When you’re gearing up for a first date, what’s on your mind? For those carrying the herpes virus (HSV 1 or 2), it may be quite a lot. In addition to the universal jitters about what to wear and concerns over whether or not that drink will end up as a stain, there’s also a polarizing, highly-stigmatized sexually transmitted infection talk that must take place –– at least eventually.
“I believe that STI status disclosure is part of the consent process,” says Yana Tallon-Hicks, sex educator and relationships therapist. She adds that in order to consent to a sexual interaction, both people must be fully informed about what they are consenting to before they agree to do that particular thing.
“Knowing if you are at risk of contracting an STI –– and especially an incurable STI –– is incredibly important to that process,” Tallon-Hicks explains.
Talking about herpes shouldn’t be nearly as much of a taboo as it is considering that 50 to 80 percent of adults in the U.S. have oral herpes (aka cold sores), which can be transmitted via oral sex. Herpes can be contagious with or without symptoms, so anyone who has ever experienced cold sores needs to inform their partners of their herpes status before engaging in kissing or oral sex. Also, about 1 in 6 have genital herpes, which of course can also be transmitted.
All in all, by the age of 50, 90 percent of adults have had a partner with HSV.
Despite the common rate of infection and exposure and generally mild symptoms, herpes remains culturally stigmatized and the concept of disclosure can feel burdensome when entering a new relationship. Ethically, there’s no way around disclosure (which also means that there’s no way around regular testing), but that doesn’t mean the same thing for everyone; it may not be a first-date conversation at all.
“There are two specific schools of thought when it comes to disclosing to a new partner. A or B,” says Jenelle Marie Pierce, founder and executive director of The STD Project and spokesperson for PositiveSingles. The first is telling someone as soon as you meet them or putting it on your dating profile before someone even swipes right, she explains.
According to Pierce, the other school of thought is that it’s not a necessity to say it right up front.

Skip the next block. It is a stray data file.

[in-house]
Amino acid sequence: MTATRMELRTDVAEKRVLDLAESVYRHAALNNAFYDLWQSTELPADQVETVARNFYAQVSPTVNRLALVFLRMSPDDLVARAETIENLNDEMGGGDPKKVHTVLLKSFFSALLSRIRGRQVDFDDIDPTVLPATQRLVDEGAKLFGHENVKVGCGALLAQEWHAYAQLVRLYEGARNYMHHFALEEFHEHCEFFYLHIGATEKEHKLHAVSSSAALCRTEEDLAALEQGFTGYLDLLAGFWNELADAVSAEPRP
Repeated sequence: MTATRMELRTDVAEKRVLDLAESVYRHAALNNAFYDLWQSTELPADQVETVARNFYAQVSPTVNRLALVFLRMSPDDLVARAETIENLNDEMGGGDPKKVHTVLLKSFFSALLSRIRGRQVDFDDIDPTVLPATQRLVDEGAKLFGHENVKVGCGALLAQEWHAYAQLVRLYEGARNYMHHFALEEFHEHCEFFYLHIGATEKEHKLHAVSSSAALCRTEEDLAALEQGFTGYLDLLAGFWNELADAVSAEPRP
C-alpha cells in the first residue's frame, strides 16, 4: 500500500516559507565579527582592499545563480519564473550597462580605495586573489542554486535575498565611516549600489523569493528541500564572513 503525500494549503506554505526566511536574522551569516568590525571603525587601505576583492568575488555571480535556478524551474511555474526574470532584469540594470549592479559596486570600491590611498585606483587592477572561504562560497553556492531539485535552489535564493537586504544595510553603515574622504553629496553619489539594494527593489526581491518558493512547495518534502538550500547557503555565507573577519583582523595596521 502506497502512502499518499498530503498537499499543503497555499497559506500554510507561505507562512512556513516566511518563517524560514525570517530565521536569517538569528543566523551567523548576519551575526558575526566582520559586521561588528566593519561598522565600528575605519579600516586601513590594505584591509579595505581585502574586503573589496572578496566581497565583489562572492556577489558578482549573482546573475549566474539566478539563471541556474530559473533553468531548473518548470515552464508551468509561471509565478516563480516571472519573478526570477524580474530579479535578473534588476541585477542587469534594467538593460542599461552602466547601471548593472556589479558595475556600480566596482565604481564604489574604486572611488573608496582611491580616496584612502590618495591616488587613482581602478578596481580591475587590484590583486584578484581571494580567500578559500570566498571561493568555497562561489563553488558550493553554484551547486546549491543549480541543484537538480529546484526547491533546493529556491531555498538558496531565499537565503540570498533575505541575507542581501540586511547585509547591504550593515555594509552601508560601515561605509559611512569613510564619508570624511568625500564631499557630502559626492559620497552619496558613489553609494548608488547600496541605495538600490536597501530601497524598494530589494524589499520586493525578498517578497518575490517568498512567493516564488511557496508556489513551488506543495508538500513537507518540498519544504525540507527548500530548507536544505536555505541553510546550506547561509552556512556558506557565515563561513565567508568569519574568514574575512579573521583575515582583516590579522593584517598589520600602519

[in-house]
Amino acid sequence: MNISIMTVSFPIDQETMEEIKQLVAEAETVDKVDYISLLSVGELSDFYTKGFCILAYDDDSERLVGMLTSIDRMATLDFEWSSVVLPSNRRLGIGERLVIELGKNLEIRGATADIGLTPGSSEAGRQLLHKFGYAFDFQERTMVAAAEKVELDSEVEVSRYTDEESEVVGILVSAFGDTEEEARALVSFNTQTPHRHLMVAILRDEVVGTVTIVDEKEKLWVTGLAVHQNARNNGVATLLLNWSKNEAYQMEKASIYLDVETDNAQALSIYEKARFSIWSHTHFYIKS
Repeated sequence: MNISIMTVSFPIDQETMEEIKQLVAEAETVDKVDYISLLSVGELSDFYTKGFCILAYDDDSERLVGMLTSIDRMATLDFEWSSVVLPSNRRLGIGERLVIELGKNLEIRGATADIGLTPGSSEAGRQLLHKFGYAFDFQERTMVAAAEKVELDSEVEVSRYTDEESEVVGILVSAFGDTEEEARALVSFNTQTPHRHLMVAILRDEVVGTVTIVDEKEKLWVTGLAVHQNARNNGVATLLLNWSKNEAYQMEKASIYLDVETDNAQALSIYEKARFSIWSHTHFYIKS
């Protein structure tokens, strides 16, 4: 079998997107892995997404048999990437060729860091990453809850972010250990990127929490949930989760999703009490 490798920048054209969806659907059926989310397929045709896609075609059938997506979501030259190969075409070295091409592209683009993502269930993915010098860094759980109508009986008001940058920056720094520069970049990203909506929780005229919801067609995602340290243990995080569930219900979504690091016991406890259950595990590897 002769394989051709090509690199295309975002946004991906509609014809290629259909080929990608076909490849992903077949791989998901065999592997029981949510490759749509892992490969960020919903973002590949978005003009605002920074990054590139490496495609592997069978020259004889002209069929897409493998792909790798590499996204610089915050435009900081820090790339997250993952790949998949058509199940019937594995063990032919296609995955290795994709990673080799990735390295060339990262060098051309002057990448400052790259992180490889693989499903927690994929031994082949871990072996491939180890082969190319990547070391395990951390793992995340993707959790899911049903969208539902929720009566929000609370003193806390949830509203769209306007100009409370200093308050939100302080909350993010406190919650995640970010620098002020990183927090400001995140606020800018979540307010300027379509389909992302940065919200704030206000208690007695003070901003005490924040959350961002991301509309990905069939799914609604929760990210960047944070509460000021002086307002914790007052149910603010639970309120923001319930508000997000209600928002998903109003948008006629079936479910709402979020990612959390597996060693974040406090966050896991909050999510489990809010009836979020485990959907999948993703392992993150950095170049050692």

“Before you put them at risk, if you anticipate that you’re going to be engaging in sexual activities, then at that point, it’s your responsibility to let them know, but that might be a few dates in. That might be a few months in. It just depends on how fast your relationship is progressing and how fast you move into that territory. It’s up to the individual to decide when it’s right,” she says.
So how does someone decide which route is the best method for them? Weighing the various risks and benefits of each might play a role in determining the timing of disclosure.
Pierce explains that the idea behind immediate disclosure is that at that point, the individual won’t feel emotionally invested or have started to get attached to the person. “You won’t be into them because you don’t know who it is or you’re just meeting them for the first time, so there’s no emotional investment, and it’s a lot easier to take a rejection as a result,” she explains. “So if somebody chooses to say, ‘Thanks but no thanks,’ or ‘This isn’t for me right now. I’m not willing to take on that risk right now,’ which is totally their prerogative, then it doesn’t have the potential to be as painful and doesn’t sting as much if it’s someone you don’t know or care about much yet anyway.”
The beautiful thing about social media dating, according to Tallon-Hicks, is that you can weed out the people who can’t or won’t accept you for who you are “right off the bat before they even like, swipe or DM you.” She says that posting that you have herpes on your dating profile means that anyone who contacts you already knows your STI status and is at least willing to take the risk of having a conversation with you about how that may impact your date or hook-up with them.
“Though it’s certainly vulnerable to post something like that, especially given that you never know who might stumble upon your profile, it can be a useful filter,“ she adds.
Considering the reduced risk of more painful rejection down the line, why might some people want to wait a bit longer? That’s when vulnerability comes into play.
The idea behind waiting to disclose, Pierce explains, “is that oftentimes, it feels like a very sensitive and personal issue to disclose to someone, and a lot of people are a little reticent about telling a stranger because they don’t want that word to get spread around.”
If the person with herpes hasn’t developed a relationship with the person they’re dating, they might want to wait a little while in order to determine whether or not they can trust them with that sensitive information, she adds — before putting them at risk, of course.
Most people are OK with this approach, ethically, because in most circumstances, people don’t list every potentially negative thing about themselves on the first date, which Pierce describes as being “like emotional- and personal-vomiting all over your date.”
“You don’t say, ’I have halitosis, a mother who’s an alcoholic, my brother’s in prison and I have really awful credit because I didn’t pay for my credit cards and $100,000 in student debt and a really dirty apartment.’ Nobody says these things that sometimes are deal-breakers,” she says.
Rather, these topics tend to come up as you get to know the other person.
“Until you get to know somebody and establish a trust and interest in them, then it’s not necessary to tell,” Pierce explains. “Of course, if you’re going to put somebody at risk and do anything sexually with them, then you need to, ethically, tell them.”
In the end, the only “right time” to tell someone about a positive herpes status is before they are at risk. Status disclosure before exposure is necessary, but the timing is a personal decision.